Physical exam

Author:  Gesche Tallen, MD, PhD, Editor:  Dr. med. Gesche Tallen, Reviewer:  Prof. Dr. med. Ursula Creutzig, English Translation:  Hannah McRae, Last modification: 2015/01/13

Prior to every treatment and usually also prior to any other diagnostic procedures, the child or teenager with cancer undergoes a so-called physical exam. This exam does not hurt.

The doctor takes a thorough look at the young patient, palpates certain body regions and uses different devices, such as a stethoscope, an eye and an ear lamp, to name a few, to measure blood pressure, to listen to the sound of heart, lungs and tummy, to check the throat, eyes and ears and to examine certain functions of the brain and spine such as the reflexes.

Also, the doctor will ask the patient, if he/she is in good enough shape, to help assessing the function of certain organs, for example by holding their breath for a moment or by opening their mouth widely or by jumping up and down on one foot.

For every patient, the physical exam usually includes the examination of:

  • vital signs (general state, nutritional state, state of consciousness, heart rate, blood pressure, respiratory rate, body temperature)
  • developmental state (body weight, body length, head circumference, soft spots (fontanelles), developmental milestones, general behaviour)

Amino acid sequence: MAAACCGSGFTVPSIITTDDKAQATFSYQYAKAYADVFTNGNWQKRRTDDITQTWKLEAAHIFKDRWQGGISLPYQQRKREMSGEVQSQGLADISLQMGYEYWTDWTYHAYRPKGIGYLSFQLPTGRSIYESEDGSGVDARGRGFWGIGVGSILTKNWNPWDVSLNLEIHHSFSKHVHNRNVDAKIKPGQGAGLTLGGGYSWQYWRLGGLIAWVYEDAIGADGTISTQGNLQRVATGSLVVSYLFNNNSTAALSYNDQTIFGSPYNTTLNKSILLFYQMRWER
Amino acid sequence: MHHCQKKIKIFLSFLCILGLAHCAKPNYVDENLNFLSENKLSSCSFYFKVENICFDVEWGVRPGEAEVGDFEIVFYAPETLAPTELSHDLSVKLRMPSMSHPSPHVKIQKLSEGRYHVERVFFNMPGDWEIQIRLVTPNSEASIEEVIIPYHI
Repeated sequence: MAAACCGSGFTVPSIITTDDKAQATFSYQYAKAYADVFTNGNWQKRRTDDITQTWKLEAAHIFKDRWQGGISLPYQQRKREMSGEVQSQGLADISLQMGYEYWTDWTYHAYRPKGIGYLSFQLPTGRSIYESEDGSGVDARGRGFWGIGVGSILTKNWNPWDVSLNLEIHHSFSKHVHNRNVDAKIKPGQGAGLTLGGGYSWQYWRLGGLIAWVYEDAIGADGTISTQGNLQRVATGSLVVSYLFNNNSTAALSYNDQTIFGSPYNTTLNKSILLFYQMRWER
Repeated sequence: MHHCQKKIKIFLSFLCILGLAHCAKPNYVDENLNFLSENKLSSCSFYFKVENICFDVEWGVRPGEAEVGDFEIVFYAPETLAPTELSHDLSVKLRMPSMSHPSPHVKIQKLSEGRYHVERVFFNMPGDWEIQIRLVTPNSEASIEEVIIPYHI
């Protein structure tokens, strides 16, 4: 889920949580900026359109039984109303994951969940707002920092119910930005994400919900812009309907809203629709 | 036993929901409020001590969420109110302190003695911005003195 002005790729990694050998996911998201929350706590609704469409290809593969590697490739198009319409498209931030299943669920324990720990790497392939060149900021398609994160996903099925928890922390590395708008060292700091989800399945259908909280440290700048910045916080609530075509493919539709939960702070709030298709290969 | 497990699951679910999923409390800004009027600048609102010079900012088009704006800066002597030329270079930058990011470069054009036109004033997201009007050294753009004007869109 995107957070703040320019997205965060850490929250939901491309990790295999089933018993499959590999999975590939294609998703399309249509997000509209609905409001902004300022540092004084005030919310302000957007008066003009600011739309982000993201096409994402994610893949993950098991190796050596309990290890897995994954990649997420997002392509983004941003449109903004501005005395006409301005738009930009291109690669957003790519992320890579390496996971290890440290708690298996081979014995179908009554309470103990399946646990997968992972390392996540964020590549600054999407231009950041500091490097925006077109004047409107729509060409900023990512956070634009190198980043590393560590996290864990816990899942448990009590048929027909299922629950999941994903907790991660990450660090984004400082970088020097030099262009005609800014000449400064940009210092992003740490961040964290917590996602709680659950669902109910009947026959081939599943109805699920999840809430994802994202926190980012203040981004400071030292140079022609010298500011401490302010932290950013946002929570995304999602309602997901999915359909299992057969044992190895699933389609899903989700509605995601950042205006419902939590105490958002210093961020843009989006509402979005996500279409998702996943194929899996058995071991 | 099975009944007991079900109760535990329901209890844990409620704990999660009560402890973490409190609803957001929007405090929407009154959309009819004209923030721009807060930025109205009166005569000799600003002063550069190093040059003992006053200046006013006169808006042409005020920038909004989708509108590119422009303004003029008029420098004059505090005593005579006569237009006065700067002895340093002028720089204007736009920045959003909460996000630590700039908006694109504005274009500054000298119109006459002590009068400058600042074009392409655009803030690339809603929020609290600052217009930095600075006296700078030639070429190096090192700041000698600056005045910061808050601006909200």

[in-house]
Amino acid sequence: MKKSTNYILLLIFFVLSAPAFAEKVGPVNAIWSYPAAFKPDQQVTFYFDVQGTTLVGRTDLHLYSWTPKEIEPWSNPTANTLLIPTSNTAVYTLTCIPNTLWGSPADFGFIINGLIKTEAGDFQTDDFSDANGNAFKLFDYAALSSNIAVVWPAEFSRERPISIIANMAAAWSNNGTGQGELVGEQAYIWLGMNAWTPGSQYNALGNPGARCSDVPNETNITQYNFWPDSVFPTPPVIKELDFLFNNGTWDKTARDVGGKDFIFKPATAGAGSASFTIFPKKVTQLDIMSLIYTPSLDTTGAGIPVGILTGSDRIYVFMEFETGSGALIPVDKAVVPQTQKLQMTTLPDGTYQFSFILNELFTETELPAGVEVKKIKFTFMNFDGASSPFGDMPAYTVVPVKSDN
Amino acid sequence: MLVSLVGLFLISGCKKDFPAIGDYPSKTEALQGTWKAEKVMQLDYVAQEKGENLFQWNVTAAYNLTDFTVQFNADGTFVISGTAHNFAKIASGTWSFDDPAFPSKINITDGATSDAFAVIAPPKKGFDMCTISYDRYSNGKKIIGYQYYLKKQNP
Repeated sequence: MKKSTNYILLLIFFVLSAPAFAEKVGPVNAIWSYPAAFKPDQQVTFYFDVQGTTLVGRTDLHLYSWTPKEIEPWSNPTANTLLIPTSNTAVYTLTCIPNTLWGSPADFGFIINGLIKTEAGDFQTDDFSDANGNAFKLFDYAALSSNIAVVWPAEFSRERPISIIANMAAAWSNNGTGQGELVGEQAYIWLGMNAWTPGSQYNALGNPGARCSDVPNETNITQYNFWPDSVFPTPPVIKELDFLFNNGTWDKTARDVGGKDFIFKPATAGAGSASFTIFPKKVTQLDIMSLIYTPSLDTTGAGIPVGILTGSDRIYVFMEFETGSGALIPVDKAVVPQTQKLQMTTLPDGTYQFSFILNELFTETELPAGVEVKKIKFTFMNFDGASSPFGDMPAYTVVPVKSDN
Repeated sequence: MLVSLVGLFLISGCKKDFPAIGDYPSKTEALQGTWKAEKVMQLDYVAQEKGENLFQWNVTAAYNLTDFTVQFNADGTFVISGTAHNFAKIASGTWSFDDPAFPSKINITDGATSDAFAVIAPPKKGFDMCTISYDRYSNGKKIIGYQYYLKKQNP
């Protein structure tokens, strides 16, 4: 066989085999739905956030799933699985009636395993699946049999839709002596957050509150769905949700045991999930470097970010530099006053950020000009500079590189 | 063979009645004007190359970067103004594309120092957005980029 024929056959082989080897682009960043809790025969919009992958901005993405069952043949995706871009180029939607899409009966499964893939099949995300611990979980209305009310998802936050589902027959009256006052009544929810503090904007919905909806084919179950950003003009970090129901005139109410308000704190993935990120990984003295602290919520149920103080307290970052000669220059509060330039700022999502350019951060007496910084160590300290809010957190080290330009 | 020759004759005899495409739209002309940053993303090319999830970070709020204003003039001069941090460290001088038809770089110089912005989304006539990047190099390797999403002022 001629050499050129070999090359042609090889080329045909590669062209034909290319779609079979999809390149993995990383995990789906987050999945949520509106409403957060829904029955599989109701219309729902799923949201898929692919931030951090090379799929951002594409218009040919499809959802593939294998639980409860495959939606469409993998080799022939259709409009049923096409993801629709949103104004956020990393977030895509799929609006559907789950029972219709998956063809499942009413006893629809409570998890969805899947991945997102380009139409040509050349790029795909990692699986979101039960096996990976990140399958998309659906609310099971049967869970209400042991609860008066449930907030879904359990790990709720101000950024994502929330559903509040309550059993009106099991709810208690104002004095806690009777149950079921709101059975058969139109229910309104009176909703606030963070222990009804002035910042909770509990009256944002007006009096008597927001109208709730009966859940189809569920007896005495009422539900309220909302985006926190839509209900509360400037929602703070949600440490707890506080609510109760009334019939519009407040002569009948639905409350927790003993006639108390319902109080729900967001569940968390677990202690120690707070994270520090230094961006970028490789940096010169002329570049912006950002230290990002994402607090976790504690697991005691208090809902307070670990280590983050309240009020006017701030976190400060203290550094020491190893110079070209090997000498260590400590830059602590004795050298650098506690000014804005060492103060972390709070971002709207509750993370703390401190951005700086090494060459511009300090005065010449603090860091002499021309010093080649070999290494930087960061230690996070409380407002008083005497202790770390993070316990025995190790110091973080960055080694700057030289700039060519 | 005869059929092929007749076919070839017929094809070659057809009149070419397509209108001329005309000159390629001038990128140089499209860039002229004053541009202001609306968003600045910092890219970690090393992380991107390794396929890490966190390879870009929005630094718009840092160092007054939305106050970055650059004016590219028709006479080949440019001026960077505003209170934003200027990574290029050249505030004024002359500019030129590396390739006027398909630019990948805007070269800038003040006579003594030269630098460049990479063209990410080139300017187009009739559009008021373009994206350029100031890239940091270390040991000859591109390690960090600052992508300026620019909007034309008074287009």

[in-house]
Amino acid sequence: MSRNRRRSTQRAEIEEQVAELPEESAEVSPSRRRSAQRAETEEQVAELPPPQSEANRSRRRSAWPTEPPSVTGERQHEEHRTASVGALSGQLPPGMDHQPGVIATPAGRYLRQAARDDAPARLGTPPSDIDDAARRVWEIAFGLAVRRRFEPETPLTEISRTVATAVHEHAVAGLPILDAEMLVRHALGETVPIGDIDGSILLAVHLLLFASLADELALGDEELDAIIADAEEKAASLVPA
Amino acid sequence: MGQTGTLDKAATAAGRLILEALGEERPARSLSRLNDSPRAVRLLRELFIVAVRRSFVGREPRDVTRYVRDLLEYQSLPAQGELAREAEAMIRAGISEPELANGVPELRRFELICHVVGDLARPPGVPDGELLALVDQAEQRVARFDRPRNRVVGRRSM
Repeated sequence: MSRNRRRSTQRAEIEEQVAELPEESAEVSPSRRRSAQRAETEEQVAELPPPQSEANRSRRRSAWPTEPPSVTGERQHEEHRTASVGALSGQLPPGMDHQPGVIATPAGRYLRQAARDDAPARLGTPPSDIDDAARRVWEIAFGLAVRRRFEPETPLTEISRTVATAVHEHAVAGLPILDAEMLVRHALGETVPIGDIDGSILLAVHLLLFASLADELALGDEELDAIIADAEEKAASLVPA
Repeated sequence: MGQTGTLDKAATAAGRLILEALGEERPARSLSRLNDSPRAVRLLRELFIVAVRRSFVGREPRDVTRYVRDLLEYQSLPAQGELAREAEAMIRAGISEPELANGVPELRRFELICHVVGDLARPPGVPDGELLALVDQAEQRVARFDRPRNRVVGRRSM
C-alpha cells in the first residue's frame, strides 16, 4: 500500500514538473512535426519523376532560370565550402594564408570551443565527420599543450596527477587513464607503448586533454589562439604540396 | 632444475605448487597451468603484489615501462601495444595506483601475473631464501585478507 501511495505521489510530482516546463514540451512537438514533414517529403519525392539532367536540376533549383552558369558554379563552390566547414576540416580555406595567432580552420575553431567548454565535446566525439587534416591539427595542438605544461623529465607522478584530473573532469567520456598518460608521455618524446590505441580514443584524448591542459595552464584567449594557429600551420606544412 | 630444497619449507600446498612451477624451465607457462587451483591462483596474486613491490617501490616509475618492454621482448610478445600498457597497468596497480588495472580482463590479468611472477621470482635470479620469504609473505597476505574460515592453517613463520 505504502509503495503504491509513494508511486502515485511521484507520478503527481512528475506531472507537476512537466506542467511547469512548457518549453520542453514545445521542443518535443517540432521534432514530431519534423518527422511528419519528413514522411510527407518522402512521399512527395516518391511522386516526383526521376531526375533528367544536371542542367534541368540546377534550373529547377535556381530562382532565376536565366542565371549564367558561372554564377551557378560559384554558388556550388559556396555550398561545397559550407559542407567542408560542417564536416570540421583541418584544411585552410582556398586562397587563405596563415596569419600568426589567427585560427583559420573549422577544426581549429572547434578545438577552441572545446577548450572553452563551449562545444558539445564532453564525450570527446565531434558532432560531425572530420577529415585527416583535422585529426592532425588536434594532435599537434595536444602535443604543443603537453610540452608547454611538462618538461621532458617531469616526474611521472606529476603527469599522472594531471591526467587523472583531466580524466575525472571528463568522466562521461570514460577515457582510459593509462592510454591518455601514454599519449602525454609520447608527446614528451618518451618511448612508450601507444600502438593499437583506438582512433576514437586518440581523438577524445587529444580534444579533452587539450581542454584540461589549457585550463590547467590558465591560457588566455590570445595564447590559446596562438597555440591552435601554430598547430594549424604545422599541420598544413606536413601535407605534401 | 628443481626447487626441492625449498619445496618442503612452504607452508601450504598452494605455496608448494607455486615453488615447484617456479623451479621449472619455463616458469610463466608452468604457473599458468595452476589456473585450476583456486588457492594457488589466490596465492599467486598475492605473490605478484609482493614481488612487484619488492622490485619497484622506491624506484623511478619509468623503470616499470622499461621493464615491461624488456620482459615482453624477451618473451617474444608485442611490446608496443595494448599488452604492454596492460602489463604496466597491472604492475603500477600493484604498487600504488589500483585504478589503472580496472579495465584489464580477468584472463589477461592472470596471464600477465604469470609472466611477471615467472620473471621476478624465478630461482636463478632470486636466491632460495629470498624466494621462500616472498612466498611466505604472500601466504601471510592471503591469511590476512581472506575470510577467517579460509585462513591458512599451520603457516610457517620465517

• skin (colour, complexion, potential distinctive features (such as cafe-au-lait spots as a sign of Neurofibromatosis Type 1)
  • skeleton (posture, skull shape, mobility of joints, possible malformations)
  • head and neck (mouth, throat, eyes, nose, ears, cranial nerves - please see also our information on structure and function of the central nervous system)
  • heart (sounds), lungs (breathing pattern), abdomen (sounds, palpation of spleen and liver)
  • loins (to check on possible kidney problems)
  • privates (developmental state, to detect possible malformations)
  • muscle function (strength and tone, possible palsies)
  • reflexes
  • sensibility (for example sensibility of the extremities to touch and temperature)
  • coordination (gait, jumping on one leg, penmanship to name a few)
  • language and speech (sound of words, rhetorical skills etc.)

Note: Although a physical exam follows a certain pattern, every doctor may have her/his own routine. This means, that the physical exam for your child might differ a little bit from the pattern described above.